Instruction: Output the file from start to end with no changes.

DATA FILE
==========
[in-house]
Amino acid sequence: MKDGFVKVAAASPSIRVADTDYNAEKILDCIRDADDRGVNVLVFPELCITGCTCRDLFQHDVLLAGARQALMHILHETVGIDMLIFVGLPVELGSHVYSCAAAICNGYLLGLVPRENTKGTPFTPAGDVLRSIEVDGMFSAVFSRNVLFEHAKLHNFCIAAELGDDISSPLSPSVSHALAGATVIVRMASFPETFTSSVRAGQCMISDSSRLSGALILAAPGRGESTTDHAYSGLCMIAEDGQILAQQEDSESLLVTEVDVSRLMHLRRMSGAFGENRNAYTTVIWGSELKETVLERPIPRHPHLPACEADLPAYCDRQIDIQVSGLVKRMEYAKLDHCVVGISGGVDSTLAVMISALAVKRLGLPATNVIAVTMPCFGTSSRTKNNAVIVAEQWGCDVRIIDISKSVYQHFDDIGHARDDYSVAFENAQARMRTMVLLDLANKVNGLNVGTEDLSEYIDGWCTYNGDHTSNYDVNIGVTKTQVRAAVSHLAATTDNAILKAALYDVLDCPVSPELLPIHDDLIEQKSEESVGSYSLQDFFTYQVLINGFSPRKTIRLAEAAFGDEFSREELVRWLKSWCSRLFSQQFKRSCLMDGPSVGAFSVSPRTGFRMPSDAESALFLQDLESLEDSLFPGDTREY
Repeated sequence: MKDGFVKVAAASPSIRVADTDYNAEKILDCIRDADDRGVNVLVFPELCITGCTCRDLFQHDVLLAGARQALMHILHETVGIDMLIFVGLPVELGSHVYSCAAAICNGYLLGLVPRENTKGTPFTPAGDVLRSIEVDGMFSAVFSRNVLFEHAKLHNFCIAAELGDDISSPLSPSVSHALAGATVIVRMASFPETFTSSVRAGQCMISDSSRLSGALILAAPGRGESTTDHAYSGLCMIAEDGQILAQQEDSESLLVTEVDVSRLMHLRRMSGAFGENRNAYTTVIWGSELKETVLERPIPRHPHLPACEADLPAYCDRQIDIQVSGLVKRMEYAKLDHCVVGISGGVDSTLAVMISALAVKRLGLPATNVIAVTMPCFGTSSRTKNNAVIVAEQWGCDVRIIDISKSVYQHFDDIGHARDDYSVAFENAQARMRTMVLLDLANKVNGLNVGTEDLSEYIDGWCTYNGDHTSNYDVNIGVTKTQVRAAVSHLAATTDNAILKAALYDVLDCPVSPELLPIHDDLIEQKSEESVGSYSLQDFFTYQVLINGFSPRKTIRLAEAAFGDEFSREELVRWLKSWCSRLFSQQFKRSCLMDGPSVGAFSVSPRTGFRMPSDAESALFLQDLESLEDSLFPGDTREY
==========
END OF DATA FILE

[in-house]
Amino acid sequence: MKDGFVKVAAASPSIRVADTDYNAEKILDCIRDADDRGVNVLVFPELCITGCTCRDLFQHDVLLAGARQALMHILHETVGIDMLIFVGLPVELGSHVYSCAAAICNGYLLGLVPRENTKGTPFTPAGDVLRSIEVDGMFSAVFSRNVLFEHAKLHNFCIAAELGDDISSPLSPSVSHALAGATVIVRMASFPETFTSSVRAGQCMISDSSRLSGALILAAPGRGESTTDHAYSGLCMIAEDGQILAQQEDSESLLVTEVDVSRLMHLRRMSGAFGENRNAYTTVIWGSELKETVLERPIPRHPHLPACEADLPAYCDRQIDIQVSGLVKRMEYAKLDHCVVGISGGVDSTLAVMISALAVKRLGLPATNVIAVTMPCFGTSSRTKNNAVIVAEQWGCDVRIIDISKSVYQHFDDIGHARDDYSVAFENAQARMRTMVLLDLANKVNGLNVGTEDLSEYIDGWCTYNGDHTSNYDVNIGVTKTQVRAAVSHLAATTDNAILKAALYDVLDCPVSPELLPIHDDLIEQKSEESVGSYSLQDFFTYQVLINGFSPRKTIRLAEAAFGDEFSREELVRWLKSWCSRLFSQQFKRSCLMDGPSVGAFSVSPRTGFRMPSDAESALFLQDLESLEDSLFPGDTREY
Repeated sequence: MKDGFVKVAAASPSIRVADTDYNAEKILDCIRDADDRGVNVLVFPELCITGCTCRDLFQHDVLLAGARQALMHILHETVGIDMLIFVGLPVELGSHVYSCAAAICNGYLLGLVPRENTKGTPFTPAGDVLRSIEVDGMFSAVFSRNVLFEHAKLHNFCIAAELGDDISSPLSPSVSHALAGATVIVRMASFPETFTSSVRAGQCMISDSSRLSGALILAAPGRGESTTDHAYSGLCMIAEDGQILAQQEDSESLLVTEVDVSRLMHLRRMSGAFGENRNAYTTVIWGSELKETVLERPIPRHPHLPACEADLPAYCDRQIDIQVSGLVKRMEYAKLDHCVVGISGGVDSTLAVMISALAVKRLGLPATNVIAVTMPCFGTSSRTKNNAVIVAEQWGCDVRIIDISKSVYQHFDDIGHARDDYSVAFENAQARMRTMVLLDLANKVNGLNVGTEDLSEYIDGWCTYNGDHTSNYDVNIGVTKTQVRAAVSHLAATTDNAILKAALYDVLDCPVSPELLPIHDDLIEQKSEESVGSYSLQDFFTYQVLINGFSPRKTIRLAEAAFGDEFSREELVRWLKSWCSRLFSQQFKRSCLMDGPSVGAFSVSPRTGFRMPSDAESALFLQDLESLEDSLFPGDTREY